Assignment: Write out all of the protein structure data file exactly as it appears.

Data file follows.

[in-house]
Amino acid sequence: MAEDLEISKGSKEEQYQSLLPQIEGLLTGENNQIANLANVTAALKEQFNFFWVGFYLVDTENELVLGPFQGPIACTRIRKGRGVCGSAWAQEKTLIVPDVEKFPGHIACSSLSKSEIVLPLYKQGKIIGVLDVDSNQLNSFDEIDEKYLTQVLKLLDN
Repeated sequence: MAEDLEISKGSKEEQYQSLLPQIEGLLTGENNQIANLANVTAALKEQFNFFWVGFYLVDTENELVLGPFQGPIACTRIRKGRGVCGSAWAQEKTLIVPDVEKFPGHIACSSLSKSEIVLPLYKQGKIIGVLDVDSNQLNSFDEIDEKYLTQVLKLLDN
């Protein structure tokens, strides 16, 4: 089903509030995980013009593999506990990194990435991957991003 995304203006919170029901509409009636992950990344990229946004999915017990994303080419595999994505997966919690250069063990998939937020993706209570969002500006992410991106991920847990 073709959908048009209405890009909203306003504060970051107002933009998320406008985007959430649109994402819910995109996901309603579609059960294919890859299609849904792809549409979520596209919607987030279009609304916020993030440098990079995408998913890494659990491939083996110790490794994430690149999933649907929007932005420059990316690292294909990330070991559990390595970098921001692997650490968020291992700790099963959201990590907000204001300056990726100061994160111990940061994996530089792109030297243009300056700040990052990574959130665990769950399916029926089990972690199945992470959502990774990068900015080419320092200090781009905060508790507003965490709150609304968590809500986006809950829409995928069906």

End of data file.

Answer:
[in-house]
Amino acid sequence: MAEDLEISKGSKEEQYQSLLPQIEGLLTGENNQIANLANVTAALKEQFNFFWVGFYLVDTENELVLGPFQGPIACTRIRKGRGVCGSAWAQEKTLIVPDVEKFPGHIACSSLSKSEIVLPLYKQGKIIGVLDVDSNQLNSFDEIDEKYLTQVLKLLDN
Repeated sequence: MAEDLEISKGSKEEQYQSLLPQIEGLLTGENNQIANLANVTAALKEQFNFFWVGFYLVDTENELVLGPFQGPIACTRIRKGRGVCGSAWAQEKTLIVPDVEKFPGHIACSSLSKSEIVLPLYKQGKIIGVLDVDSNQLNSFDEIDEKYLTQVLKLLDN
């Protein structure tokens, strides 16, 4: 089903509030995980013009593999506990990194990435991957991003 995304203006919170029901509409009636992950990344990229946004999915017990994303080419595999994505997966919690250069063990998939937020993706209570969002500006992410991106991920847990 073709959908048009209405890009909203306003504060970051107002933009998320406008985007959430649109994402819910995109996901309603579609059960294919890859299609849904792809549409979520596209919607987030279009609304916020993030440098990079995408998913890494659990491939083996110790490794994430690149999933649907929007932005420059990316690292294909990330070991559990390595970098921001692997650490968020291992700790099963959201990590907000204001300056990726100061994160111990940061994996530089792109030297243009300056700040990052990574959130665990769950399916029926089990972690199945992470959502990774990068900015080419320092200090781009905060508790507003965490709150609304968590809500986006809950829409995928069906």